Dementia in ALS (Lou Gehrig's Disease) (cont.)
Joe Verghese, MD, MRCPI
Nestor Galvez-Jimenez, MD
Francisco Talavera, PharmD, PhD
Helmi L Lutsep, MD
IN THIS ARTICLE
Exams and Tests
Changes in personality, behavior, or cognitive functions have many different causes. The causes vary by age, sex, and various other factors. Your health care provider will have the difficult job of sorting out all the possible different causes of your symptoms. He or she will ask many questions, perform examinations, and conduct tests to try to pinpoint the cause.
The medical interview will include questions about your symptoms and how they started, your medical problems now and in the past, your family members’ medical problems, your medications, your habits and lifestyle, and your work, military, and travel history. The physical examination will focus on signs of ALS and other disorders that can cause similar symptoms. It will also include tests of mental status, such as answering questions and following simple directions. Since depression is common in ALS, the medical interview will include an evaluation for depression.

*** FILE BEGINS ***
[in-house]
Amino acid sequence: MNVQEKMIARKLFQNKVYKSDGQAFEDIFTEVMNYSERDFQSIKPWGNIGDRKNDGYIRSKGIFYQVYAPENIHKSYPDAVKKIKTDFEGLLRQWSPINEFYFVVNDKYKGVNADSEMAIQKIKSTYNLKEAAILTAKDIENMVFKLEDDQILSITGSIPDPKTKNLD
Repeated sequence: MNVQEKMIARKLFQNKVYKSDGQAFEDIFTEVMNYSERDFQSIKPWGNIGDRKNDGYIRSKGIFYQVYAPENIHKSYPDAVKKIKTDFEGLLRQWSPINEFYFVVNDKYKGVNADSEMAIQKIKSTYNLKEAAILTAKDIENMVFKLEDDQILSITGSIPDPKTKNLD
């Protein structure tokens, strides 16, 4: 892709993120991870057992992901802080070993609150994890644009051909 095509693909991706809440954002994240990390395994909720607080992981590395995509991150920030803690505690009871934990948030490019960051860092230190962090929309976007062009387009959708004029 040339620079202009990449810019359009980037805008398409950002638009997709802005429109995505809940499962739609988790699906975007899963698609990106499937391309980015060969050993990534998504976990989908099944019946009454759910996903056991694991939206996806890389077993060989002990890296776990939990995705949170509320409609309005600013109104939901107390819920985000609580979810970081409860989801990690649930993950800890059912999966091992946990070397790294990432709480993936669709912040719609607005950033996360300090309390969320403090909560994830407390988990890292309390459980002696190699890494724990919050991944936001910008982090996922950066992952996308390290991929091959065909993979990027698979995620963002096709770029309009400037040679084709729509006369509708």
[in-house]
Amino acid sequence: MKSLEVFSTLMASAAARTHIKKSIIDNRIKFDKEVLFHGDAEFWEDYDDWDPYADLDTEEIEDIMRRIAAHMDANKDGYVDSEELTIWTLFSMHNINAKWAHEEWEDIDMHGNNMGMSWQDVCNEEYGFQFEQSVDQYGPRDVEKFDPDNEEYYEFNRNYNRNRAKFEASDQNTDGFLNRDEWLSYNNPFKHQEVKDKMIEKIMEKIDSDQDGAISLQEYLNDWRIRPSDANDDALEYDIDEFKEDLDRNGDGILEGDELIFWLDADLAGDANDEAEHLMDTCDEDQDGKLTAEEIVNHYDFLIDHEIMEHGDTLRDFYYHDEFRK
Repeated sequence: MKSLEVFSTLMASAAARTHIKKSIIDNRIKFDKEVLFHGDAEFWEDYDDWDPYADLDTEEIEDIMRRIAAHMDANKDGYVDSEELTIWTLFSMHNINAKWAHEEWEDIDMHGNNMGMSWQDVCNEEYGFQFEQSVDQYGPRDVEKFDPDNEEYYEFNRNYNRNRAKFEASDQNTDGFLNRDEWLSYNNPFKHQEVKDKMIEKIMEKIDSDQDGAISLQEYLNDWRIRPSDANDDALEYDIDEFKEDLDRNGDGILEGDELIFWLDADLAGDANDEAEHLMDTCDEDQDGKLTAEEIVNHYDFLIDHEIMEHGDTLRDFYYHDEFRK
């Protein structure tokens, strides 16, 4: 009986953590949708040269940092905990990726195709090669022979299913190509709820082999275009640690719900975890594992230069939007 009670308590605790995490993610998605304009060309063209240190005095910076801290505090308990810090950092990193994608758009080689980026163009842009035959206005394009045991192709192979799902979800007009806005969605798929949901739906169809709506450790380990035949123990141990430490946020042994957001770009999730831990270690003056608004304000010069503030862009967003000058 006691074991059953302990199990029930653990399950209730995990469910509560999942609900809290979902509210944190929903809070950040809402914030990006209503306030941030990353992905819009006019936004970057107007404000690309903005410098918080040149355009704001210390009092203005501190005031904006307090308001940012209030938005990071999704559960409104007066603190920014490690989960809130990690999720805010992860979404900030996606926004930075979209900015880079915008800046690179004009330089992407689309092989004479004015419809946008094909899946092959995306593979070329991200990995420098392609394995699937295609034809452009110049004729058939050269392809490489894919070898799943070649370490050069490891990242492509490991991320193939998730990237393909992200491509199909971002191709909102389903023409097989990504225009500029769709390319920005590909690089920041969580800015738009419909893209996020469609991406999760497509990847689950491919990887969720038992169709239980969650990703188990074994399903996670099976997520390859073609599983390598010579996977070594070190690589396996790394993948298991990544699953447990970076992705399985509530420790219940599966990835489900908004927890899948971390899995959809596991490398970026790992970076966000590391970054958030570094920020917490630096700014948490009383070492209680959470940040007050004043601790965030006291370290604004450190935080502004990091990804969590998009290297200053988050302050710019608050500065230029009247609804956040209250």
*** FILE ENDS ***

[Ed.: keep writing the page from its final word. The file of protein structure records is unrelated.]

There is no lab test that will diagnose dementia. Blood may be tested for other conditions that can cause dementia symptoms.
Brain scans are the best way to find brain abnormalities that can cause dementia.
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